Aminu Tambuwal, speaker, House of Representatives, on Tuesday, directed the ad hoc committee on Petroleum Industry Bill (PIB) to submit its report within 21 days.
Tambuwal, who gave the directive while declaring open the 8th legislative session of the seventh Assembly, also directed the clerk of the House to activate the electronic voting system without further delay.
The 23-member ad hoc committee headed by Ishaka Bawa was inaugurated with a view to fine-tuning the PIB which scaled through second reading.
The House also conducted a regional public hearing as part of efforts to take input of Nigerians on the proposed bill.
While reacting to question on the alleged bribe demanded by the House before passage of the bill, Leo Ogor, deputy House leader, said, “I am giving you my assurance vis-à-vis that of the speaker that the PIB will be passed.
touch has been put into that bill and I want to also state that I’m not aware that anybody is asking anybody for a dime. You don’t need anybody to give you a dime to do your job.
“Our oath of allegiance is to the constitution of Nigeria, vis-à-vis the fact that we are lawmakers. So if somebody is going to ask for money before doing his own job, then that is an aberration. I doubt it sincerely. I hope it’s not some kind of cheap blackmail.
“But I know very soon that the bill will be passed and it is one bill that will do the oil sector a great deal of advantage. I can’t believe that somebody will have a situation whereby you ask for money to deprive the nation to have such a wonderful Act, which at the end of the day will open up our economy and which at the end of the day will have multiplier effects in the whole of the economy.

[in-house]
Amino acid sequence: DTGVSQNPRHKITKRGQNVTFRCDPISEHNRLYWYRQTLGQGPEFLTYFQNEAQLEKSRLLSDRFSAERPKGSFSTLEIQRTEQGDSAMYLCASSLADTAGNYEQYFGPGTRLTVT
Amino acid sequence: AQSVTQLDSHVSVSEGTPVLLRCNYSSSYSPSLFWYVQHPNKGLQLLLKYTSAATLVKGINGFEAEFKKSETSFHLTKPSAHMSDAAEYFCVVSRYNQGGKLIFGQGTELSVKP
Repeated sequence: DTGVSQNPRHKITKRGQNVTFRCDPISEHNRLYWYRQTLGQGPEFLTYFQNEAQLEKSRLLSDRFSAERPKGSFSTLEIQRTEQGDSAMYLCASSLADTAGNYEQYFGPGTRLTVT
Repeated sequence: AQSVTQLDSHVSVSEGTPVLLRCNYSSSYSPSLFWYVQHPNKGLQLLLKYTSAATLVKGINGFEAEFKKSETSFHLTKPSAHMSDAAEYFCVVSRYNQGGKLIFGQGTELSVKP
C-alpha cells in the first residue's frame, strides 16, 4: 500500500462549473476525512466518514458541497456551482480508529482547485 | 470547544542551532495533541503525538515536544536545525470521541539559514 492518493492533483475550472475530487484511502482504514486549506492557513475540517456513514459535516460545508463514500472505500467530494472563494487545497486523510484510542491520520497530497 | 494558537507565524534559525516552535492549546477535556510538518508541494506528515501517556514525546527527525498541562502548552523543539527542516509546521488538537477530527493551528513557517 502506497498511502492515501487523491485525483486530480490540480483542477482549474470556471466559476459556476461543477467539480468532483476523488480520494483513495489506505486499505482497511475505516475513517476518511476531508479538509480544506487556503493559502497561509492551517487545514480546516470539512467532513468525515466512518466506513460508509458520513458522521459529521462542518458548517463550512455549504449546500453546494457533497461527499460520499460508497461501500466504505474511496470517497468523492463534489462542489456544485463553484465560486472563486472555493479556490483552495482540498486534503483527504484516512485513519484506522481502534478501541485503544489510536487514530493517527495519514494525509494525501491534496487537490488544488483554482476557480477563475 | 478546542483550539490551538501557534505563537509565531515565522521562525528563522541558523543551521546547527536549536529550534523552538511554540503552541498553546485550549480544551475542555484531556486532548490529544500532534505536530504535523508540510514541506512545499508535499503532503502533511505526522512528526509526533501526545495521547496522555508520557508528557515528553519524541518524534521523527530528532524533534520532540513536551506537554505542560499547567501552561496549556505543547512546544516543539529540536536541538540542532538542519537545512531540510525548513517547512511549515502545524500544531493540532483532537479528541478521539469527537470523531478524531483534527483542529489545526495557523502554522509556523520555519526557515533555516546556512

“So, we are quite worried and ashamed that Nigeria as a leading oil producing country is into importation of petroleum products. It is very embarrassing and if such a bill will put a stop to that, create wonderful job opportunities, why will a lawmaker ask for a dime from anybody? Except some sort of blackmail is emerging from some corners,” Ogor submitted.
While speaking on the activities of the Boko Haram in the North East region, the speaker announced that the House will contribute the sum of N200 million into the terror victim support fund.
On resumption from the closed-door session which lasted for over two hours where the lawmakers exhaustively deliberated on the terrorists’ attack on the three states of Adamawa, Borno and Yobe, Tambuwal directed the House Committee on Defence to liaise with the leadership of Senate and its committee on defence as to how to give maximum support to the Federal Government to address the scourge of Boko Haram.
He also assured that the House will look into whether there is any inhibition to get foreign support in combating terrorism.
He also directed the new ad hoc committee to send relief materials to the affected people in the three troubled states.
While raising a point of order on urgent national importance, Mohammed Munguno expressed concern over the activities of the insurgents, noting the dangerous approach adopted by the insurgents who are in control of about seven local government areas of Borno State.
He noted that all security formations in the affected areas have either been overran or that the operatives have fled their respective stations thereby enabling the Boko Haram to declare a caliphate.
Munguno lamented that “most government officials and civil servants had fled the area while the members of the Boko Haram operate freely unhindered in military camouflage uniforms while the military in the area has been overpowered by the members of the insurgents.”
He added that members of the Agricultural Transformation Agenda set up by the Borno State governor have been chased out of Marte by the insurgents, abandoning wheat in 5,000 hectares of land.